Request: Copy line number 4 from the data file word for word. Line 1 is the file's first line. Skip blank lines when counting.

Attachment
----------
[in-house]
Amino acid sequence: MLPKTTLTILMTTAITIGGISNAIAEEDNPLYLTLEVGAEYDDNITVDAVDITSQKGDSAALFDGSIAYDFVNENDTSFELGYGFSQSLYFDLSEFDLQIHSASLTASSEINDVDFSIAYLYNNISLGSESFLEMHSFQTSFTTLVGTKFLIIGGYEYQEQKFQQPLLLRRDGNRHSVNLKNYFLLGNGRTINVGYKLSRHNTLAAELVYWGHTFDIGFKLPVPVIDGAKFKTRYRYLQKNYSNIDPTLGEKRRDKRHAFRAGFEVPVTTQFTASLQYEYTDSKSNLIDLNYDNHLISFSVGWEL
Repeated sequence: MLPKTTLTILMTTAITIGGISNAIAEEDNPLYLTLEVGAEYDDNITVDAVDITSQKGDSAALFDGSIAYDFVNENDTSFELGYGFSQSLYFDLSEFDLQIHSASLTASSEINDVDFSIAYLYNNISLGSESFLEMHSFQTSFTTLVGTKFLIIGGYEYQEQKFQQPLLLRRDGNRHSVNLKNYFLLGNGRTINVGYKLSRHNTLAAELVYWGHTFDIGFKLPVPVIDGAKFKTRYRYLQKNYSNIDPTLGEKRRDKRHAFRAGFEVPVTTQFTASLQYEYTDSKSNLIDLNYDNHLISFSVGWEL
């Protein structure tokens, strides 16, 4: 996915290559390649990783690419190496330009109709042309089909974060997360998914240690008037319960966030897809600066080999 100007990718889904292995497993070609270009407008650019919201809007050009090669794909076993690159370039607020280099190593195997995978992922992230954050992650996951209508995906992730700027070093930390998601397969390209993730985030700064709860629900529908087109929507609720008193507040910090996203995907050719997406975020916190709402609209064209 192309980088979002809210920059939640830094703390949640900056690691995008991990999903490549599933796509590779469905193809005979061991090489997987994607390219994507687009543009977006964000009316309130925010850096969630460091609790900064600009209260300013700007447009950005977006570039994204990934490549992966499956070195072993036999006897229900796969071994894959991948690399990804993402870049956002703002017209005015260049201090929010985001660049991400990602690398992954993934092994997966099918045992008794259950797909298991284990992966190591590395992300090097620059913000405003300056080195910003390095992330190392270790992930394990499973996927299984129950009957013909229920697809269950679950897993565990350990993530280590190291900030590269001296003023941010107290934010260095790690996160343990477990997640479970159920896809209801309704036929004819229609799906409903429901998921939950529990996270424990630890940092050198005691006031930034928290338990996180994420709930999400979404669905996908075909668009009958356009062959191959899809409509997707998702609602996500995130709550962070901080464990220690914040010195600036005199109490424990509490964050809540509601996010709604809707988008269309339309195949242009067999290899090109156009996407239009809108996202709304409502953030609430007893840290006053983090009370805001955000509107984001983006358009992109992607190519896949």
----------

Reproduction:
């Protein structure tokens, strides 16, 4: 996915290559390649990783690419190496330009109709042309089909974060997360998914240690008037319960966030897809600066080999 100007990718889904292995497993070609270009407008650019919201809007050009090669794909076993690159370039607020280099190593195997995978992922992230954050992650996951209508995906992730700027070093930390998601397969390209993730985030700064709860629900529908087109929507609720008193507040910090996203995907050719997406975020916190709402609209064209 192309980088979002809210920059939640830094703390949640900056690691995008991990999903490549599933796509590779469905193809005979061991090489997987994607390219994507687009543009977006964000009316309130925010850096969630460091609790900064600009209260300013700007447009950005977006570039994204990934490549992966499956070195072993036999006897229900796969071994894959991948690399990804993402870049956002703002017209005015260049201090929010985001660049991400990602690398992954993934092994997966099918045992008794259950797909298991284990992966190591590395992300090097620059913000405003300056080195910003390095992330190392270790992930394990499973996927299984129950009957013909229920697809269950679950897993565990350990993530280590190291900030590269001296003023941010107290934010260095790690996160343990477990997640479970159920896809209801309704036929004819229609799906409903429901998921939950529990996270424990630890940092050198005691006031930034928290338990996180994420709930999400979404669905996908075909668009009958356009062959191959899809409509997707998702609602996500995130709550962070901080464990220690914040010195600036005199109490424990509490964050809540509601996010709604809707988008269309339309195949242009067999290899090109156009996407239009809108996202709304409502953030609430007893840290006053983090009370805001955000509107984001983006358009992109992607190519896949």